Thanks to everyone who sends me links to their comics, however unwisely. Every day, I inch closer to a Grand Unified Theory of Webcomics.
The Amazing Adventures of Cat Prentis
Colin P. Delaney and Tony Gazso
Catherine “Cat” Prentis is a budding magician with powers she can’t yet entirely control. She takes paranormal orders from the cardinal at her Catholic school, who sends her off to fight demons in South America and then leaves her struggling to explain to her classmates why she’s been absent. On a school field trip, Cat and her misfit drama-club friends run up against a pair of evil entities connected to a recently discovered Shakespeare manuscript. Ultimately, their school production of The Tempest gets mixed up with real-life witches, demons, and ghostly flashbacks to William Shakespeare hanging out at a pub.
The characters in Cat Prentis communicate in sassy Buffy the Vampire Slayer-style dialogue, and the comic shows a big Buffy influence in general, from the premise of a super-powered teenage girl fighting demons to the bad guys’ habit of posing as human and then suddenly revealing evil crinkle-faces. Between that and the Shakespeare material, suggestive of Neil Gaiman’s take in Sandman, I can guess that the creators were teenagers at just about exactly the same time I was. Cat Prentis updates things with plot twists involving possessed classroom computers and iPhones, but this is still a very ’90s monster-fighting comic. And there ain’t nothing wrong with that.
The comic’s weakest point is its art, which, as of the recently completed first story arc, has only improved by small fits and starts. It’s still in the midst of growing pains, with lopsided backgrounds, flat-looking human figures, and stick-limbed, grinning demons off the back of a high-schooler’s notebook cover. The art is especially inadequate in the action scenes, where the creators set themselves drawing challenges they’re not quite up to. But I like the sarcastic Catholic girl protagonist and the drama-club kids, and hopefully both the art and writing will deepen in Volume 2.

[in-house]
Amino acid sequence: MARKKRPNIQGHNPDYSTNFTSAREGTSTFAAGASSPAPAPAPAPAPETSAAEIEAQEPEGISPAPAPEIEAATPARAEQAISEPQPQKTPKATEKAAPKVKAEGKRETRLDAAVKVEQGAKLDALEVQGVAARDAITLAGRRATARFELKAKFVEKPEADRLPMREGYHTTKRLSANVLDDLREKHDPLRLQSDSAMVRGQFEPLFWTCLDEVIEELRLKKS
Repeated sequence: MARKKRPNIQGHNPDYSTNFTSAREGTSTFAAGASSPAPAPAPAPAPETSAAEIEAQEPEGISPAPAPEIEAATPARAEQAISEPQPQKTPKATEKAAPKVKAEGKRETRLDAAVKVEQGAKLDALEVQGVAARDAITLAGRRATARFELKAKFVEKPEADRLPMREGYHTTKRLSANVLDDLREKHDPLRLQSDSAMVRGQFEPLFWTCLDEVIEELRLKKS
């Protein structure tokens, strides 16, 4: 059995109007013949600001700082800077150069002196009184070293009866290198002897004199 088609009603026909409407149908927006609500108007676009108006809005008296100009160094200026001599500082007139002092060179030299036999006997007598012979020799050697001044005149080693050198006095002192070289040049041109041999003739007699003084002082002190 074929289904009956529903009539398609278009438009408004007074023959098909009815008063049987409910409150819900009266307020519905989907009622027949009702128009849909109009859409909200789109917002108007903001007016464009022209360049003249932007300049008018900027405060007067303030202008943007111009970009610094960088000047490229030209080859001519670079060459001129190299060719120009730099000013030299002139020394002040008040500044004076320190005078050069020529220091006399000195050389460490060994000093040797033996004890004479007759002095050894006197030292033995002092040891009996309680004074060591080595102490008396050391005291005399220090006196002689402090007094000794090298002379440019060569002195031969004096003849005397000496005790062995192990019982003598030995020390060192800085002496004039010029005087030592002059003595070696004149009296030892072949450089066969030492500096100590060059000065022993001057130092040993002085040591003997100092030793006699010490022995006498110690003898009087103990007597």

In a world of anthropomorphic animals which, thankfully, bears no resemblance to the usual furry art, Eli the teenage deer hangs out with the delinquents at his private school and tries to keep the peace with his scholarly minister dad. Eli’s world looks pretty much like ours, only with animal-headed people. But gradually, as Eli and his friends slouch around town, we catch on to the little differences—particularly the dominant religion, Dualism, which involves the worship of a pair of co-creator gods.
For a long opening chapter, Epiphany follows the characters with no particular urgency, capturing the perspective of the age when scoring cigarettes, getting into the cool kids’ parties, and figuring out how to break up with a boyfriend are matters of life and death. Then an unexpected tragedy strikes at the same time Eli discovers a heretical Dualist text, and things kick into overdrive. Before long Eli is trying to restore a deadbeat, chain-smoking lion-god to power, and by the end of this graphic novella a lot of serious metaphysical crap has gone down.